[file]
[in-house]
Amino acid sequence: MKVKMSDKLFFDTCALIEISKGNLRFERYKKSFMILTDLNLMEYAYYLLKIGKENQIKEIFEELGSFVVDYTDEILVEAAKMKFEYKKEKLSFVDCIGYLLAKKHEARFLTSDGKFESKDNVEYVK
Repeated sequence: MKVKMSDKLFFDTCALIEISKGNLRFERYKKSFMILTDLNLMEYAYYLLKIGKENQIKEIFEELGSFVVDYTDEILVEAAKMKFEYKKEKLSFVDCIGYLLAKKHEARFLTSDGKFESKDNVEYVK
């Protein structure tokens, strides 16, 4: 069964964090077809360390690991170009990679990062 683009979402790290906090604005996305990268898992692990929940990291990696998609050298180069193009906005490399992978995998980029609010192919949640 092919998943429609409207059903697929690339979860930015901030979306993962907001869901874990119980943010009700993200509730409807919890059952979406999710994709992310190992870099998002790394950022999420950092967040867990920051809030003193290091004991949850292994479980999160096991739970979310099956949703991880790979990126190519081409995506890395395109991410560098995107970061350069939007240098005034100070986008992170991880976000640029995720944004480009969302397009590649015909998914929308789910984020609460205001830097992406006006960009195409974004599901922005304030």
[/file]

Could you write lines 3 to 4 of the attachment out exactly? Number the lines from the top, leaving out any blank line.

Repeated sequence: MKVKMSDKLFFDTCALIEISKGNLRFERYKKSFMILTDLNLMEYAYYLLKIGKENQIKEIFEELGSFVVDYTDEILVEAAKMKFEYKKEKLSFVDCIGYLLAKKHEARFLTSDGKFESKDNVEYVK
């Protein structure tokens, strides 16, 4: 069964964090077809360390690991170009990679990062 683009979402790290906090604005996305990268898992692990929940990291990696998609050298180069193009906005490399992978995998980029609010192919949640 092919998943429609409207059903697929690339979860930015901030979306993962907001869901874990119980943010009700993200509730409807919890059952979406999710994709992310190992870099998002790394950022999420950092967040867990920051809030003193290091004991949850292994479980999160096991739970979310099956949703991880790979990126190519081409995506890395395109991410560098995107970061350069939007240098005034100070986008992170991880976000640029995720944004480009969302397009590649015909998914929308789910984020609460205001830097992406006006960009195409974004599901922005304030």